Planning for the Future
Posted on Monday, June 18, 2018 Share
When your retirement date is only a couple of years away, take steps to ensure that all financial arrangements are in place. Some questions to answer include:
How much will you spend annually during retirement? You probably looked at these numbers when planning for retirement, but take another look based on your current retirement plans. Don't wait until after you retire, when your options are more limited. Based on this analysis, you may decide to postpone retirement or actively look for ways to reduce your expenses.
What is the total value of your retirement investment portfolio? You may be saving through a variety of retirement vehicles, such as a 401(k) plan, individual retirement accounts (IRAs), annuities, and personal investments. Analyze the entire portfolio, estimating how much income can be expected after retirement. After retirement, you may need to make changes, including reallocating some investments, deciding how to invest a lump-sum distribution, or making arrangements for monthly income distributions.
Have you checked with your employer about your retirement plan benefits? Pension benefit choices are usually irrevocable, so evaluate your options carefully, especially when choosing between an annuity and a lump-sum distribution. Ask your employer to calculate benefits based on different retirement dates. You may find that delaying retirement by a few months can increase your benefits.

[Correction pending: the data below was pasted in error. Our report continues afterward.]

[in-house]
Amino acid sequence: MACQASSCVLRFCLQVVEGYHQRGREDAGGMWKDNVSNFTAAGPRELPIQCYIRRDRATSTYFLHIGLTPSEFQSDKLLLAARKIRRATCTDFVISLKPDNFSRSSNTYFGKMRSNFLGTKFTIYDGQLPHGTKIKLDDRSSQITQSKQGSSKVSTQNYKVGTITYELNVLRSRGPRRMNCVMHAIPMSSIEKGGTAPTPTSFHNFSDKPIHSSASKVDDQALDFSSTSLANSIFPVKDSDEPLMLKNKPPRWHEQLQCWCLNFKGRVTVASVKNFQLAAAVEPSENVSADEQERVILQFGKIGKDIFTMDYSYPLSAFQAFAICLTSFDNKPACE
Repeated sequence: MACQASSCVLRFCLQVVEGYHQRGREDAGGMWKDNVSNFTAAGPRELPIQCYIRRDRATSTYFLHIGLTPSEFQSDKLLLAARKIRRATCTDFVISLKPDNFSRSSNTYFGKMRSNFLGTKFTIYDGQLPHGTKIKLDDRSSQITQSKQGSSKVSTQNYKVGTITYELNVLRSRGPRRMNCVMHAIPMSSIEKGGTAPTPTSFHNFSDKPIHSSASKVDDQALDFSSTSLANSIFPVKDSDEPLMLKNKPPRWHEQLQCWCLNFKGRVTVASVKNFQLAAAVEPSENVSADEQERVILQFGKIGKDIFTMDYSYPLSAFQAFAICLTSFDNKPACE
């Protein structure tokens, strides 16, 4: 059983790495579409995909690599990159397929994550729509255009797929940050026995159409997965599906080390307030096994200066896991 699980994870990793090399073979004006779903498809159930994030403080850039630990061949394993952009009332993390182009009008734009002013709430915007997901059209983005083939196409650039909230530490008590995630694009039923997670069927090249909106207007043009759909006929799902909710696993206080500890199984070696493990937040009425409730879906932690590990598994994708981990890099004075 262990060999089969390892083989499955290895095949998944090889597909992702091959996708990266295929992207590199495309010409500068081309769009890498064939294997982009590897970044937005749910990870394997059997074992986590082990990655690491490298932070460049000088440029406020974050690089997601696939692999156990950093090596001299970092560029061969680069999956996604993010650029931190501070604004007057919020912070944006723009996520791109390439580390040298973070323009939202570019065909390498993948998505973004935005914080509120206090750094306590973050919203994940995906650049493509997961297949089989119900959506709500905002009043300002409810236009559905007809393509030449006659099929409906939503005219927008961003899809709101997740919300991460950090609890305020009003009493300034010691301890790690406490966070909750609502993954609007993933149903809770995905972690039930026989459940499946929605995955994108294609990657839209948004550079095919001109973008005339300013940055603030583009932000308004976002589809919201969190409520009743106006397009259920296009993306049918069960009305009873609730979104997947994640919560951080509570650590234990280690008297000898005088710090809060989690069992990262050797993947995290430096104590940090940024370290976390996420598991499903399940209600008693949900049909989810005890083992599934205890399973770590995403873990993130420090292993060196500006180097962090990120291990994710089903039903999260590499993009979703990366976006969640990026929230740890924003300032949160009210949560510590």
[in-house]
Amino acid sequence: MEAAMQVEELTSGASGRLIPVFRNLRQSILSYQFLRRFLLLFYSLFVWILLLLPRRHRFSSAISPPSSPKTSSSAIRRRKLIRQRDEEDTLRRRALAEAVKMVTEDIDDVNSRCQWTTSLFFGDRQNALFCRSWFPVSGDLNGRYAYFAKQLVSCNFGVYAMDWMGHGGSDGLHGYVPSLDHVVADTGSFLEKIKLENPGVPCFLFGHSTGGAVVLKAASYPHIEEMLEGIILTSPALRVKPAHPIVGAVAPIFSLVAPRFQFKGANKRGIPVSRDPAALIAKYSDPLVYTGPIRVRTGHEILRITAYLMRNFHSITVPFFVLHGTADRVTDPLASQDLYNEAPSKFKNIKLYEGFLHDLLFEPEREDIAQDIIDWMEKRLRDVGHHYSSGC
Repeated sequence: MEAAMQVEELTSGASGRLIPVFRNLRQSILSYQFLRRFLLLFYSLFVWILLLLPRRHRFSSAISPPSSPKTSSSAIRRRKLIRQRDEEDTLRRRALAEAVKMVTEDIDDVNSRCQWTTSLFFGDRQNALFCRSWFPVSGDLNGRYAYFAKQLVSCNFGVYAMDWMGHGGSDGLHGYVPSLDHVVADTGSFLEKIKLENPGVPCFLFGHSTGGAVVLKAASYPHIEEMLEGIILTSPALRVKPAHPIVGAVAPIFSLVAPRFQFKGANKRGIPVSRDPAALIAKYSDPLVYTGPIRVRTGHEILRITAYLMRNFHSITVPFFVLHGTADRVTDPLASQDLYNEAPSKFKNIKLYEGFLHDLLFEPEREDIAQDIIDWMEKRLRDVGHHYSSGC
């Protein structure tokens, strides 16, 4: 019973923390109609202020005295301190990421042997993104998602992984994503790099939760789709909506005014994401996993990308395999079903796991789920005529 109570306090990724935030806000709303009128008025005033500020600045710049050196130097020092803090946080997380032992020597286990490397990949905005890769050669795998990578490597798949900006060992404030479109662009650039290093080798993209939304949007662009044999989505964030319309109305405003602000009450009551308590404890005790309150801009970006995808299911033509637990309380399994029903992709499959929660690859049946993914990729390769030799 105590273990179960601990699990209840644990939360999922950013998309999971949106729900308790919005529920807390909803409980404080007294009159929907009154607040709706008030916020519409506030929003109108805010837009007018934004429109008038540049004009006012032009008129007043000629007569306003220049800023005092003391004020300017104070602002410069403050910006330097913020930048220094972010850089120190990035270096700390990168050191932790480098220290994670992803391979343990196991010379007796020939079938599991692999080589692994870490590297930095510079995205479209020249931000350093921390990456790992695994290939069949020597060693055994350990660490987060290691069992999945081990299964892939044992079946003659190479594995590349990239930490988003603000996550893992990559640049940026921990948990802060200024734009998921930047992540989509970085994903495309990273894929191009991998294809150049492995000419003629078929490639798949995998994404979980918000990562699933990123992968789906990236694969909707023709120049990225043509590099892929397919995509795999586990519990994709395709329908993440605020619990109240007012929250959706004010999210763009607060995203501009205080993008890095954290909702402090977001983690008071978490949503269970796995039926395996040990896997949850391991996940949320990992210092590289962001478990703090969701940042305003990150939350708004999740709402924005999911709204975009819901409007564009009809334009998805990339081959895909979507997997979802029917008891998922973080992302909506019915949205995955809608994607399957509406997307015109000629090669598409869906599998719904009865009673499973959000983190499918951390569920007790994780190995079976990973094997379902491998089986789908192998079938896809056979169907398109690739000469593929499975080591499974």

Do you know how much to expect in Social Security benefits? The Social Security Administration now sends Social Security Statements to all workers aged 25 and older approximately three months before their birthdays. The statement estimates your Social Security benefits at age 62, full retirement age, and age 70. Review these estimates as well as other pertinent factors to decide when to start benefits. Apply for benefits at least three months before you want to receive them.
Will you hold down a part-time job after retirement? Working on a limited basis can help significantly in funding a long retirement. However, be aware that earnings that exceed certain amounts can reduce your Social Security benefits if you are under age 65. In addition, once certain income levels are exceeded, a portion of your Social Security benefits is subject to federal income taxes.
How will you provide for health insurance? Find out if your employer provides any health insurance benefits after retirement and how much you must pay for those benefits. If you retire before age 65, you may have to purchase health insurance yourself until you qualify for Medicare. Even with Medicare, you'll probably want to investigate Medigap insurance so you aren't left unprotected in key areas.
Have you reviewed other financial areas, including insurance and your estate plan? Make sure you have sufficient life insurance and look into long-term-care insurance. Review your estate plan to make sure it still reflects your wishes for the disposition of your assets.
Retirement is a major change in your life. It is usually a good idea to review all financial areas and make any necessary adjustments
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Disclaimer: The information contained in Dulin, Ward & DeWald’s blog is provided for general educational purposes only and should not be construed as financial or legal advice on any subject matter. Before taking any action based on this information, we strongly encourage you to consult competent legal, accounting or other professional advice about your specific situation. Questions on blog posts may be submitted to your DWD representative.